Diwali or Deepavali, popularly known as the “festival of lights”.For Hindus, Diwali is one of the most important festivals of the year and is celebrated in families by performing traditional activities together in their homes. Deepavali is an official holiday in India,
Diwali commemorates the return of Lord Rama, along with Sita and Lakshman, from his fourteen-year-long exile and vanquishing the demon-king Ravana. In joyous celebration of the return of their king, the people of Ayodhya, the Capital of Rama, illuminated the kingdom with earthen diyas (oil lamps) and burst firecrackers.
While the story behind Deepavali and the manner of celebration varies from region to region (festive fireworks, worship, lights, sharing of sweets), the essence is the same – to rejoice in the Inner Light (Atman) or the underlying Reality of all things (Brahman)..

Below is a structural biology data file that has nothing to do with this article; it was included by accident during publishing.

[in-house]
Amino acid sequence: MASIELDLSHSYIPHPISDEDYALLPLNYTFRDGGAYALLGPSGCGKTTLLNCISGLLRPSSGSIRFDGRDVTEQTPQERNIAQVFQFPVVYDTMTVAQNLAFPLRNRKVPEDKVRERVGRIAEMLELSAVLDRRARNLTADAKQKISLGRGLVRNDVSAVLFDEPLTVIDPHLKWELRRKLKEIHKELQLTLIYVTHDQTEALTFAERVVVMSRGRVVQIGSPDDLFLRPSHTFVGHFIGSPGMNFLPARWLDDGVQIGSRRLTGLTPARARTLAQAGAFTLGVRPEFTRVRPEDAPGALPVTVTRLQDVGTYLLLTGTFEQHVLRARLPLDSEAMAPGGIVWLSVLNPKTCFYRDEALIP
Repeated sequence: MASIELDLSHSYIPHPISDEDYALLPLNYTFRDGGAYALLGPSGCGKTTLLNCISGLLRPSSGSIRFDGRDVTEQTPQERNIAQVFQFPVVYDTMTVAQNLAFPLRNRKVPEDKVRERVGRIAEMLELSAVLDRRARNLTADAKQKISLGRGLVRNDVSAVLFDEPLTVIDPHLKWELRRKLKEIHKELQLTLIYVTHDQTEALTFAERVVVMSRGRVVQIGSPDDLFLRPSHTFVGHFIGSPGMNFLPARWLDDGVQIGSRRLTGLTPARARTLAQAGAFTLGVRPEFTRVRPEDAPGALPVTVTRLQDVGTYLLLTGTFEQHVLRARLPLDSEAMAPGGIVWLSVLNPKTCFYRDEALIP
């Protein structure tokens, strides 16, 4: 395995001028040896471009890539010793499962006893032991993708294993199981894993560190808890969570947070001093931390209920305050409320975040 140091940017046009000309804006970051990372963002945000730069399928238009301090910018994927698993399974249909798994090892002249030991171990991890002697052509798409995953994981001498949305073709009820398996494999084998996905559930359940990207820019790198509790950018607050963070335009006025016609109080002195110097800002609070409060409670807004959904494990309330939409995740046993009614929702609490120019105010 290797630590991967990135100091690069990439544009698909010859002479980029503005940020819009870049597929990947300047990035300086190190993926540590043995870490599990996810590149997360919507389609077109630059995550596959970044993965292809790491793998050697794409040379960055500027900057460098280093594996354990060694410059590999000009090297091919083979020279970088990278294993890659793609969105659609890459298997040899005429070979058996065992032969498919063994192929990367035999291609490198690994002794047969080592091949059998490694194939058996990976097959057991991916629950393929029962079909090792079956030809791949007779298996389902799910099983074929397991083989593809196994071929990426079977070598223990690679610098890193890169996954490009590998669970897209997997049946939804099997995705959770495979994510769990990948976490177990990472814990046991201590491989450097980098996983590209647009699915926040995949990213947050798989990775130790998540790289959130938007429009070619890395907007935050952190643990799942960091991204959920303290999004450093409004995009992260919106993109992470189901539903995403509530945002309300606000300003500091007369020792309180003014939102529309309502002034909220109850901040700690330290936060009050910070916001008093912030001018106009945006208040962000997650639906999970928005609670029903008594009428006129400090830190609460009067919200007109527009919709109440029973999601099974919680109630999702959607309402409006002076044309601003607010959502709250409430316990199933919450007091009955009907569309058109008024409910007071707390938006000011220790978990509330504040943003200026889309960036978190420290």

Deepavali marks the end of the harvest season in most of India. Farmers give thanks for the bounty of the year gone by, and pray for a good harvest for the year to come. Traditionally this marked the closing of accounts for businesses dependent on the agrarian cycle, and is the last major celebration before winter. Lakshmi symbolizes wealth and prosperity, and her blessings are invoked for a good year ahead.
Diwali in other parts of the world
Diwali is celebrated in various parts of the world, particularly those with large populations of Indian and Hindu origin. These include countries such as Sri Lanka, Myanmar, Thailand, Malaysia, Singapore, Indonesia, Australia, New Zealand, Fiji, Mauritius, Kenya, Tanzania, South Africa, Guyana, Surinam, Trinidad and Tobago, Canada, the United Kingdom and the United States. With more and more Indians now migrating to various parts of the world, the number of countries where Diwali / Deepavali is celebrated has been gradually increasing. While in some countries it is celebrated mainly by Indian expatriates, in others it has become part of the general local culture.